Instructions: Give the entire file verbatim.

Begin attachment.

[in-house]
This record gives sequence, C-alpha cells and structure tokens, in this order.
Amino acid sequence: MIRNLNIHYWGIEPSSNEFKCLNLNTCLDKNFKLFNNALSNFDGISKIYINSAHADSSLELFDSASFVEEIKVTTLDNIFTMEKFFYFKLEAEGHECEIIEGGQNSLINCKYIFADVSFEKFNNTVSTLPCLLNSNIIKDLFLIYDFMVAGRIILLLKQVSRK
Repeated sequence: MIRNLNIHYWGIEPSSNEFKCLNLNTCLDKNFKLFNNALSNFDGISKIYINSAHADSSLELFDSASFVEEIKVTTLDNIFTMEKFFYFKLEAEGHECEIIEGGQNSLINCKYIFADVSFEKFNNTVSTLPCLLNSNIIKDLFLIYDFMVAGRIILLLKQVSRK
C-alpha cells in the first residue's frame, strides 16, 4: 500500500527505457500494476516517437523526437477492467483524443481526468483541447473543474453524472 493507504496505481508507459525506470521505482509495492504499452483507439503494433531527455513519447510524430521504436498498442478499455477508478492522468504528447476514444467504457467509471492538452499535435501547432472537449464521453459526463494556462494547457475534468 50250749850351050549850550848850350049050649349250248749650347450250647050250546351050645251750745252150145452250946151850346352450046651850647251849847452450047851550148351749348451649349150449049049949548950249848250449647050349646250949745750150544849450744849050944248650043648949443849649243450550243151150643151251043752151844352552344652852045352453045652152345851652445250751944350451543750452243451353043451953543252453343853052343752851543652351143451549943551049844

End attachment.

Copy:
[in-house]
This record gives sequence, C-alpha cells and structure tokens, in this order.
Amino acid sequence: MIRNLNIHYWGIEPSSNEFKCLNLNTCLDKNFKLFNNALSNFDGISKIYINSAHADSSLELFDSASFVEEIKVTTLDNIFTMEKFFYFKLEAEGHECEIIEGGQNSLINCKYIFADVSFEKFNNTVSTLPCLLNSNIIKDLFLIYDFMVAGRIILLLKQVSRK
Repeated sequence: MIRNLNIHYWGIEPSSNEFKCLNLNTCLDKNFKLFNNALSNFDGISKIYINSAHADSSLELFDSASFVEEIKVTTLDNIFTMEKFFYFKLEAEGHECEIIEGGQNSLINCKYIFADVSFEKFNNTVSTLPCLLNSNIIKDLFLIYDFMVAGRIILLLKQVSRK
C-alpha cells in the first residue's frame, strides 16, 4: 500500500527505457500494476516517437523526437477492467483524443481526468483541447473543474453524472 493507504496505481508507459525506470521505482509495492504499452483507439503494433531527455513519447510524430521504436498498442478499455477508478492522468504528447476514444467504457467509471492538452499535435501547432472537449464521453459526463494556462494547457475534468 50250749850351050549850550848850350049050649349250248749650347450250647050250546351050645251750745252150145452250946151850346352450046651850647251849847452450047851550148351749348451649349150449049049949548950249848250449647050349646250949745750150544849450744849050944248650043648949443849649243450550243151150643151251043752151844352552344652852045352453045652152345851652445250751944350451543750452243451353043451953543252453343853052343752851543652351143451549943551049844